Past Mini Training Tips of the Week
March 17-22: Find the Perfect Shoe for You
Try on shoes in the evening as
feet may swell during the day.
Buy the shoe that fits you best,
not necessarily the most popular model.
Once you find a shoe that is comfortable, buy two pairs.
Rotate your shoes to increase
Break shoes in before wearing
them in competition (about 6 weeks prior).
Shoes should be replaced every 300-500 miles or 3-4 months depending on your
WATCH AN INTERVIEW
March 3-9: Tips for Easing Achilles Tendonitis
- Rest/Cross-train: Take it easy and let the Achilles rest. This is an overuse injury and trying to push through the pain will only drag it on. Cross-training will keep up your aerobic fitness without placing the same stress on your Achilles.
- Warm up: One of the main causes of tendonitis happens from abrupt movements that cause micro-tears in the tendon. These small tears are the result of sudden movements when the muscle is not warmed up.
- Over-pronation: Proper technique can prevent increased stress on your muscles. Excessive over-pronation is one of the leading causes of Achilles tendonitis. Ask your doctor or physical therapist if orthotics or inserts would help. A new type of running shoe also may help.
- Stretching: Remember to stretch BOTH the gastrocnemius and soleus
muscles to effectively treat Achilles Tendonitis.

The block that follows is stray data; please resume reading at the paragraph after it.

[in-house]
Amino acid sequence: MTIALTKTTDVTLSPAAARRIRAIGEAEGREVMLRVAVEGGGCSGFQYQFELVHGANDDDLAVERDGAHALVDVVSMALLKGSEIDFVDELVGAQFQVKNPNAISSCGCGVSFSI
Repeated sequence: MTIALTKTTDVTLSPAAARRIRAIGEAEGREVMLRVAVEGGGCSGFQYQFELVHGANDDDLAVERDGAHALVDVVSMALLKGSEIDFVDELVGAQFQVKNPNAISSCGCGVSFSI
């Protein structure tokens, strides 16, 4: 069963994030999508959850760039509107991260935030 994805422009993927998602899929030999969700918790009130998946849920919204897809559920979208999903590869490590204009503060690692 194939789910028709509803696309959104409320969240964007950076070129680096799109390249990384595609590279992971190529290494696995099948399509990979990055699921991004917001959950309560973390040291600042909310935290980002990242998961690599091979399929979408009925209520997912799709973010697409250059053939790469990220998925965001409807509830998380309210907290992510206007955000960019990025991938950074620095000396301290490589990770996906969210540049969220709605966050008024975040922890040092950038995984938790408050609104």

Feb. 23-March 2: Core Strength Benefits and Tips
1. Core muscles include: abdominals, gluteal, scapular, and back muscles
2. Core strength can improve stride length and speed, and prevent injuries
3. Always engage your lower abdominals during core strength exercises
4. Recommended exercises (see video for demonstrations of each):
• Posterior Pelvic Tilt
• Lower Abdominal March
• Swiss Ball Bridge
Feb. 16-22: Running for Two
1) Running/exercising while pregnant can be safe and beneficial for mom and baby.
2) Check with your OB prior to beginning or continuing any exercise program.
3) Listen to your body and stop immediately if you have shortness of breath, lightheadedness, cramping or contractions.
4) Stay well hydrated and avoid exercising in hot/humid environments.
5) Running/exercising in your last trimester can be difficult. Try walking instead of running.
Patellofemoral pain syndrome is a result from physical and biochemical changes in the patellofemoral joint. Symptoms include anterior knee pain that typically occurs with activity and often worsens when descending upon steps or hills. It is usually caused by overuse, which is common among those training for a marathon.
Tips: One of the most common causes of patellofemoral knee pain is actually hip weakness. A “step test” is a quick way to check if hip and knee musculature are working well together for proper mechanics. Decreased flexibility of the quadriceps can increase patellofemoral compression and lead to increased anterior knee pain.
Now is the time to get started with a training program. Start slow and gradulatlly increase your mileage each week. You can download our free Training Tracker
to help you achieve your weekly goals.